Our Gynaecological Cancer Care Centre is the largest provider in the Republic of Ireland of treatment for malignancy of the reproductive organs: cancer of the womb (uterus), cervix, ovary, vagina and vulva. Our centre provides a regional and national service and is accredited by the NCCP (the HSE’s National Cancer Control Programme) for complex radical gynaecological surgeries. International standards of treatment apply, and the service is supported by research and teaching activities through Trinity College Dublin and the Cancer Trials Research Office in the hospital.
Over 300 women with gynaecological cancer are referred to the centre annually. Cancer of the endometrium (lining of the womb) is the most common cancer, followed by cancer of the ovary/fallopian tube, then cervical cancer. Cancers of the vulva and vagina are less common. Women are referred by their general practitioners or by gynaecologists at their local hospital. A multidisciplinary team of doctors plans and provides the cancer care, and surgery is performed at the hospital. Some of the treatments such as chemotherapy can be given in other local regional hospitals. Radiotherapy treatment is given at St Luke’s Hospital (in St James's Hospital and in Rathgar, Dublin). When treatment is completed, long-term follow-up care is often provided at the patient’s local hospital. Follow-up visits may go on for five years or longer.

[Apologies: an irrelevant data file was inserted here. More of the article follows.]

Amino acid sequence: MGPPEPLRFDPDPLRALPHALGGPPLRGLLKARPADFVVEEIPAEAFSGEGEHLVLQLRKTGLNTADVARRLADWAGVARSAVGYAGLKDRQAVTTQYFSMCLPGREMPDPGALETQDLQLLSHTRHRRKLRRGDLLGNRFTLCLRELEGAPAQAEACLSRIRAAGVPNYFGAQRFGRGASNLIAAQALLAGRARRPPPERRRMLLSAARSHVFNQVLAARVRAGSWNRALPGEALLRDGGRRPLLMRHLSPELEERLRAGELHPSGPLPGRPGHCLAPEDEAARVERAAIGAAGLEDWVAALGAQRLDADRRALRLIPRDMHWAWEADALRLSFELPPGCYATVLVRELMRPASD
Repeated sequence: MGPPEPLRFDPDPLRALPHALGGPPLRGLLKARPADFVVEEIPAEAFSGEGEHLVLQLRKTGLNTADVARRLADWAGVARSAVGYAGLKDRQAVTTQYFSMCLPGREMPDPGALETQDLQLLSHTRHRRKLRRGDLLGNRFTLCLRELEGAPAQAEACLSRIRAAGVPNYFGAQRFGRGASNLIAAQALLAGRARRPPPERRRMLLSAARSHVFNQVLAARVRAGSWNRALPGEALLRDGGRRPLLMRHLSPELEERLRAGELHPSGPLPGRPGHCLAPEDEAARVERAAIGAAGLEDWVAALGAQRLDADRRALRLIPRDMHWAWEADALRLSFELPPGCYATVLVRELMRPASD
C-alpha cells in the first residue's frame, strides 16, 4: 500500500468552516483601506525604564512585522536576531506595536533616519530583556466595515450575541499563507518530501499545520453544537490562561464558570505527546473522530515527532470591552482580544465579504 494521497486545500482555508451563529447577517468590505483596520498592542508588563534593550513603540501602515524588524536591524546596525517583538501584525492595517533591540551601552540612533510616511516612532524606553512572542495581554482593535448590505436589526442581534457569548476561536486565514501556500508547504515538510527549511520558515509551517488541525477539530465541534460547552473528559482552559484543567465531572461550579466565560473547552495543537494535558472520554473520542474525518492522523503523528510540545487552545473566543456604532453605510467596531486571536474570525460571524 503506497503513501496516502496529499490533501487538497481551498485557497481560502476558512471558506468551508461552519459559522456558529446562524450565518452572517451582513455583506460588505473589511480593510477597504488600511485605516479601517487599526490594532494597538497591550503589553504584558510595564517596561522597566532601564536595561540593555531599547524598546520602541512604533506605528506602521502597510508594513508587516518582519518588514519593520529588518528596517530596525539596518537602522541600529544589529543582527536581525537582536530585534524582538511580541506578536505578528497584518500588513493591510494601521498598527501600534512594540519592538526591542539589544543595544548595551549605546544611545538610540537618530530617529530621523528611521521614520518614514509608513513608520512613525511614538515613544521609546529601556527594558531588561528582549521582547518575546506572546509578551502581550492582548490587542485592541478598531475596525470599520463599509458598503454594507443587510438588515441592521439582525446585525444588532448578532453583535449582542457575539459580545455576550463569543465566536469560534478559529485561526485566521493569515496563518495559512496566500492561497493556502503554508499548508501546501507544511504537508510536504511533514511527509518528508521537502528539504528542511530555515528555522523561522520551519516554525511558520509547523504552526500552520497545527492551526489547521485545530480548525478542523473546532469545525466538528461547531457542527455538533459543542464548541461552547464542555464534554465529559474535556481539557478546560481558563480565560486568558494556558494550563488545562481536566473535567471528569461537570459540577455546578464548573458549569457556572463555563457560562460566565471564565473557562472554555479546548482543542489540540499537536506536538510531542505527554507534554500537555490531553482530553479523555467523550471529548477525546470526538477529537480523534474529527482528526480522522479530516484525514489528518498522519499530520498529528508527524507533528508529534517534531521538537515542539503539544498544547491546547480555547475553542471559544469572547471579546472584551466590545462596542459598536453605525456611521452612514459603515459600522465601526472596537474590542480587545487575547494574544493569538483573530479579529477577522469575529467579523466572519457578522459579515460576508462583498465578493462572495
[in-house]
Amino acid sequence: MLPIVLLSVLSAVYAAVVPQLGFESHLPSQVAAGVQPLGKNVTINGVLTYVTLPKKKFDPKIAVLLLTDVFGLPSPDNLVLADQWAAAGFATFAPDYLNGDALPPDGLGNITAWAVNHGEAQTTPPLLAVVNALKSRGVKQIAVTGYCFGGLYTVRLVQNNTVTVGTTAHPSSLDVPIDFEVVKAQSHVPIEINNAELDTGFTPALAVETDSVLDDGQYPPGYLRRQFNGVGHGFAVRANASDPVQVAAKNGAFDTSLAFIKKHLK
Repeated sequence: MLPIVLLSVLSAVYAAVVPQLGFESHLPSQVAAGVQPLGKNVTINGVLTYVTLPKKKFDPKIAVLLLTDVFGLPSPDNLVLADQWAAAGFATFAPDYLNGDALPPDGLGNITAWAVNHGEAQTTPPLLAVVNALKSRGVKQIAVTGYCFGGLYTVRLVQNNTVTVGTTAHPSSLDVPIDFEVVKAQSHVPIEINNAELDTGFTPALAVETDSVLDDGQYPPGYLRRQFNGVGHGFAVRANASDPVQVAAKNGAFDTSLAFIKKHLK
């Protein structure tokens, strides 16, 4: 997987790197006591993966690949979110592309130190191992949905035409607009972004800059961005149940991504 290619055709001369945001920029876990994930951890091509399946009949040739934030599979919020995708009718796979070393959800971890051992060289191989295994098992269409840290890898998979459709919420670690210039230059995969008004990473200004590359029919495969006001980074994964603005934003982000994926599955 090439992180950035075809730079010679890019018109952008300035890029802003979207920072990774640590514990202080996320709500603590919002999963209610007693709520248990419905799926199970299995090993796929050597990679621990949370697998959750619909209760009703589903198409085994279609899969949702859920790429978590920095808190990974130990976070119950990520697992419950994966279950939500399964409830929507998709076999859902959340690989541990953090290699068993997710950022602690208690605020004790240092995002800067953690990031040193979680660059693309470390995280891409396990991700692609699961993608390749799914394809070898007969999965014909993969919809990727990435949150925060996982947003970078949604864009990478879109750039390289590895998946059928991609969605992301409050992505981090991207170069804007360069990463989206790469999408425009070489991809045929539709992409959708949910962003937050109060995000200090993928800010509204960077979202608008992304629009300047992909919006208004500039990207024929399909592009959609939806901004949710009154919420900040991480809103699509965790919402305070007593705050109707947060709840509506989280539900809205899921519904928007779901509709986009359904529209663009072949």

Cancer is caused by the uncontrolled division of abnormal cells in a part of the body. Not all growths are cancerous, so biopsy (removing a small sample of tissue to examine cells under a microscope) is important in making a cancer diagnosis.
All genital tract cancers (womb, cervix, tube and ovary, vulva and vagina) are treated at the Trinity St James’s Cancer Institute.
Our Gynaecological Cancer Centre is the largest in Ireland and sees over 300 cases per year. We work closely with scientists and doctors from Trinity College Dublin to advance the understanding of cancer and its complications. Ovarian cancers, in particular, are usually diagnosed at a late stage and therefore are more difficult to treat. Much of our research has focused on trying to develop tests that will pick up this cancer early. We are also involved in large studies with other centres in Ireland and abroad to try to find new and better ways to treat gynaecological cancers and to minimise the side effects of treatment.
Development of Biomarkers for Early Diagnosis and Treatment Response
Early detection of gynaecological cancers is important for effective treatment. St James’s Hospital, in collaboration with Trinity College Dublin and the DISCOVARY Consortium, has identified a number of potential markers for ovarian cancer that can be detected in a blood test. We are currently validating these biomarkers and hope that they can be used in the clinic. We are also looking at markers that might reveal how the cancer will respond to treatment. The research is conducted at the Trinity Centre for Health Sciences on the St James’s Hospital site.
Prevention of Blood Clots